- WASHINGTON - U.N. Secretary General Kofi Annan has evidence indicating
that United Nations weapons inspectors helped collect sensitive Iraqi communications
for U.S. efforts to undermine Saddam Hussein's regime, The Washington Post
reported in Wednesday's editions.
- The Post quoted confidants close to Annan
as saying he is convinced that Washington used the eavesdropping operation
to penetrate the security apparatus protecting the Iraqi president.
- ''The secretary general has become aware
of the fact that UNSCOM directly facilitated the creation of an intelligence
collection system for the United States in violation of its mandate,''
said one Annan adviser not further identified. ''The United Nations cannot
be party to an operation to overthrow one of its member states. In the
most fundamental way, that is what's wrong with the UNSCOM operation.''
- The Boston Globe carried a similar report
in Wednesday's editions. It quoted former U.S. weapons inspector Scott
Ritter as saying, ''We knew a hell of a lot of information about presidential
security.'' But he said if his team found any information related to Hussein's
personal safety, ''we would dump it.''
- Annan accumulated enough evidence on
the eavesdropping, some through intermediaries passing on classified U.S.
information, to ask Richard Butler, head of the weapons inspection team,
about the reports last month, the Post said.
- According to two of the confidants, Butler
denied them to Annan. The newspaper quoted some Annan advisers as acknowledging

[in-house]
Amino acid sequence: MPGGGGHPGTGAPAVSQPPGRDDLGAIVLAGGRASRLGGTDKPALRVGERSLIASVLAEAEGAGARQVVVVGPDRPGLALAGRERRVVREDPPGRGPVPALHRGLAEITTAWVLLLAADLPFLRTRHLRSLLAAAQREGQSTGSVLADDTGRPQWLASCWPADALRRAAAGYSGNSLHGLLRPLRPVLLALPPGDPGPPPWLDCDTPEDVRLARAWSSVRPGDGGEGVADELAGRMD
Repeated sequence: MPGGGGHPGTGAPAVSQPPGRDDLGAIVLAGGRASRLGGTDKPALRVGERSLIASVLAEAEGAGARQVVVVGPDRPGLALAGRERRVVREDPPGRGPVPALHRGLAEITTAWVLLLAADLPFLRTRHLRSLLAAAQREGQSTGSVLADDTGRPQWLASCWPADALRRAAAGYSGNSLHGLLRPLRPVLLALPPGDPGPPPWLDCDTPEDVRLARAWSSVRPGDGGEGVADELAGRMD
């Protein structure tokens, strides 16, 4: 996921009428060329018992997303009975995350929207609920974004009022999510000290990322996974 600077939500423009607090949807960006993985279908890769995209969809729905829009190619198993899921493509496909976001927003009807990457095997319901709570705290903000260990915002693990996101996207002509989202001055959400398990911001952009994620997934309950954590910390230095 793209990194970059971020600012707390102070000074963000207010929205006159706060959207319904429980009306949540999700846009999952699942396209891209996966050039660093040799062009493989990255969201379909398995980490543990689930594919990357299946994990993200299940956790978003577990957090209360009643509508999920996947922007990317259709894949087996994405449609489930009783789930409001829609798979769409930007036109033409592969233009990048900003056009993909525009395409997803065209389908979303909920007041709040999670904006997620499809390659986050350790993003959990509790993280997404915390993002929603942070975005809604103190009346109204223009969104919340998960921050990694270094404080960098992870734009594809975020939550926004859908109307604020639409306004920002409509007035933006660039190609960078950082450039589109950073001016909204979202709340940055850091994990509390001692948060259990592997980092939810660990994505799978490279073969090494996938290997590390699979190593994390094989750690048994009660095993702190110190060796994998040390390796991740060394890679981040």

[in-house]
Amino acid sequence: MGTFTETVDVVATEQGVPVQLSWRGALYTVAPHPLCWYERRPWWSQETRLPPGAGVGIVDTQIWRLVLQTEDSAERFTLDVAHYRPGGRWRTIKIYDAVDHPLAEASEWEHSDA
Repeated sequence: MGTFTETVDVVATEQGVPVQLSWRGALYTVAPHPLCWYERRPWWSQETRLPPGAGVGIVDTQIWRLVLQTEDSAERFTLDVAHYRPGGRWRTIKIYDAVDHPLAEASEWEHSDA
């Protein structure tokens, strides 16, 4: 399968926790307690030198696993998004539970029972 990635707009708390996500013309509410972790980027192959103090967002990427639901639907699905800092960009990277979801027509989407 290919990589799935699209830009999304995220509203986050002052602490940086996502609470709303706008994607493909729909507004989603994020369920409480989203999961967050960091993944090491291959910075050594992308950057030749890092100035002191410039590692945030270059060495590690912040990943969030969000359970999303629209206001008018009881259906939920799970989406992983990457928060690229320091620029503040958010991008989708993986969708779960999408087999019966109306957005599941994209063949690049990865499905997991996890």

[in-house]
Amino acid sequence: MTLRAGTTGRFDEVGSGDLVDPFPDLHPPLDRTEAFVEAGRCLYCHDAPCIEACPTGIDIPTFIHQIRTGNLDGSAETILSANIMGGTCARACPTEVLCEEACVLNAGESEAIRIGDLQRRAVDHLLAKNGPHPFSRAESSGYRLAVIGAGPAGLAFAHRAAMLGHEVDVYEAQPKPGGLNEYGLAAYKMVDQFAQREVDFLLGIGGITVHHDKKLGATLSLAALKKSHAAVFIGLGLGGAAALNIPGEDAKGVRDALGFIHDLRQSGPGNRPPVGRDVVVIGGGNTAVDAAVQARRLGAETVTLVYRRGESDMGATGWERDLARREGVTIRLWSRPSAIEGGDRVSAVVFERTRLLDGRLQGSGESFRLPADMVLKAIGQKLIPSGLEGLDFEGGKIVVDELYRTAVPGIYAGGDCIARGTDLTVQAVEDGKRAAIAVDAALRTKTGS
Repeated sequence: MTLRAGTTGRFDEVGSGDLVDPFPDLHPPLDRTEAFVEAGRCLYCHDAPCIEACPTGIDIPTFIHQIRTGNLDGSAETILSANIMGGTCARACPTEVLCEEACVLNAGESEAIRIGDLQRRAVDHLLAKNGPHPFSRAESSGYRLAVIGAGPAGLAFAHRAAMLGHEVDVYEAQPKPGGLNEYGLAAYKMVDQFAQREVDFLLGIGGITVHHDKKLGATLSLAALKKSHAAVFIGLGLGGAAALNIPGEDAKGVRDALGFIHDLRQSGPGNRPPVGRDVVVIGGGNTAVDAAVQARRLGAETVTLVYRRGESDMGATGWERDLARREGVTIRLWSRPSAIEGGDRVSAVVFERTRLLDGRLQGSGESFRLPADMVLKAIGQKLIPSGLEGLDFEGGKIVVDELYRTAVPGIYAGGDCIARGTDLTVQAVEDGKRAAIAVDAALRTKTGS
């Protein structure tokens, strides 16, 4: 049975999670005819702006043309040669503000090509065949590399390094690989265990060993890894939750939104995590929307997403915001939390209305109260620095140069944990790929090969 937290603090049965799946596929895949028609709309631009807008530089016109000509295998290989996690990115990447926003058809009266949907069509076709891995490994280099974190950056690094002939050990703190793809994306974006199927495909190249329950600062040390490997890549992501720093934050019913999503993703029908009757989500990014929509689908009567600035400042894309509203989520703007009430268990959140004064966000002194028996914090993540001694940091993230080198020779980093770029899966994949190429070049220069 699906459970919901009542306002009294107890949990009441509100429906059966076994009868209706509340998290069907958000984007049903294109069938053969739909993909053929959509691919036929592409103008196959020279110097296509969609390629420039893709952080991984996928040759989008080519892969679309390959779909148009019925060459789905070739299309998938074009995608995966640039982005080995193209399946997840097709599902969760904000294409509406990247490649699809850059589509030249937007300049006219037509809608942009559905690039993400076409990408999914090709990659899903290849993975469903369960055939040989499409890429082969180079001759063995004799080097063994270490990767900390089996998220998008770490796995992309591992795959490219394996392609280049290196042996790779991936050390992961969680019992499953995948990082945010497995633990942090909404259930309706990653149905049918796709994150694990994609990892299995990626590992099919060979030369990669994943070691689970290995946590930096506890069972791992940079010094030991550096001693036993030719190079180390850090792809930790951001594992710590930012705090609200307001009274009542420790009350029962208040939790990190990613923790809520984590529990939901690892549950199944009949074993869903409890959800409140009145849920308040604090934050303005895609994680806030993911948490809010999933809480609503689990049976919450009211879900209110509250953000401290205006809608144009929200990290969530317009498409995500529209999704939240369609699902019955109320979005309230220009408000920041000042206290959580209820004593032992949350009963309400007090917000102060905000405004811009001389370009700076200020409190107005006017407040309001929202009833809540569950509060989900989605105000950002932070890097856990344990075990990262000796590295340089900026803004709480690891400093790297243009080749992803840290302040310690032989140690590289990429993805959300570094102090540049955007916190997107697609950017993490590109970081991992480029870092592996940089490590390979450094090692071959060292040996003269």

that Annan would like to pressure Butler to resign in favor of a replacement
who might win the consent of Iraq and its defenders on the U.N. Security
- ''A number of member states have assisted
UNSCOM in various aspects of its work, and one of those is the United States.''
Butler told the Post Tuesday night. ''But as far as I am concerned I have
always been assiduous in insisting that any assistance given to us be strictly
related to our disarmament mandate. I have never approved of any assistance
to any member state which would serve their unilateral purpose.''
- While Annan acknowledges that the eavesdropping
operation was meant in part to aid inspectors looking for weapons of mass
destruction, he also believes UNSCOM enabled the United States to listen
in on some of the most sensitive communications of the Baghdad regime,
the confidants said.
- A Clinton administration official, speaking
on condition of anonymity, told the Post, ''We've already established that
Saddam's personal security apparatus and the apparatus that conceals weapons
of mass destruction are one and the same.'' Distinguishing between them
would be impossible for intelligence-gathering efforts, he added.
- The CIA, State Department and White House
declined requests for formal comment.